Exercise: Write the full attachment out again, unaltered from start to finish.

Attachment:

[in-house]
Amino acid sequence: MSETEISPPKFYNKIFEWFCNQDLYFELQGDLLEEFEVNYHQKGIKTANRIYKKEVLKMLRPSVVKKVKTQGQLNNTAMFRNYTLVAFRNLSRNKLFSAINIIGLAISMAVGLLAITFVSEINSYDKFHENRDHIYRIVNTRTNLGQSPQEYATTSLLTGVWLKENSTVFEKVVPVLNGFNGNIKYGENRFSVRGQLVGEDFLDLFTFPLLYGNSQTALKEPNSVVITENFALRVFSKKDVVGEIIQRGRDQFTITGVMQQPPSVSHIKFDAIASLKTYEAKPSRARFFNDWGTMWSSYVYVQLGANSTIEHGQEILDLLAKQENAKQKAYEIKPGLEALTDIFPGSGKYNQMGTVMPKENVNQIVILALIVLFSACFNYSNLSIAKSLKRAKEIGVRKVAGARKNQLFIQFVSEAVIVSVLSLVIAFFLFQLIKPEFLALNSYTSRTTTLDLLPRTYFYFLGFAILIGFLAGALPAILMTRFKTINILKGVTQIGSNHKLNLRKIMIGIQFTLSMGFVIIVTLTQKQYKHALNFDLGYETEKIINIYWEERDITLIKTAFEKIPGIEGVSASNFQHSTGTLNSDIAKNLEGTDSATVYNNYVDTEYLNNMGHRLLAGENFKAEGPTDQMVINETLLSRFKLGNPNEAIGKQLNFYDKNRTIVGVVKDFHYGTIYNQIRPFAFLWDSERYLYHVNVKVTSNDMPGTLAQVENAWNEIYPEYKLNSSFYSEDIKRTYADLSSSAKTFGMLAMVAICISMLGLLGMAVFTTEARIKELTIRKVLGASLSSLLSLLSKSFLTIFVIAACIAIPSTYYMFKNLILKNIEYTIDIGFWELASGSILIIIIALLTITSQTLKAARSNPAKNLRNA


[in-house]
Amino acid sequence: MSETEISPPKFYNKIFEWFCNQDLYFELQGDLLEEFEVNYHQKGIKTANRIYKKEVLKMLRPSVVKKVKTQGQLNNTAMFRNYTLVAFRNLSRNKLFSAINIIGLAISMAVGLLAITFVSEINSYDKFHENRDHIYRIVNTRTNLGQSPQEYATTSLLTGVWLKENSTVFEKVVPVLNGFNGNIKYGENRFSVRGQLVGEDFLDLFTFPLLYGNSQTALKEPNSVVITENFALRVFSKKDVVGEIIQRGRDQFTITGVMQQPPSVSHIKFDAIASLKTYEAKPSRARFFNDWGTMWSSYVYVQLGANSTIEHGQEILDLLAKQENAKQKAYEIKPGLEALTDIFPGSGKYNQMGTVMPKENVNQIVILALIVLFSACFNYSNLSIAKSLKRAKEIGVRKVAGARKNQLFIQFVSEAVIVSVLSLVIAFFLFQLIKPEFLALNSYTSRTTTLDLLPRTYFYFLGFAILIGFLAGALPAILMTRFKTINILKGVTQIGSNHKLNLRKIMIGIQFTLSMGFVIIVTLTQKQYKHALNFDLGYETEKIINIYWEERDITLIKTAFEKIPGIEGVSASNFQHSTGTLNSDIAKNLEGTDSATVYNNYVDTEYLNNMGHRLLAGENFKAEGPTDQMVINETLLSRFKLGNPNEAIGKQLNFYDKNRTIVGVVKDFHYGTIYNQIRPFAFLWDSERYLYHVNVKVTSNDMPGTLAQVENAWNEIYPEYKLNSSFYSEDIKRTYADLSSSAKTFGMLAMVAICISMLGLLGMAVFTTEARIKELTIRKVLGASLSSLLSLLSKSFLTIFVIAACIAIPSTYYMFKNLILKNIEYTIDIGFWELASGSILIIIIALLTITSQTLKAARSNPAKNLRNA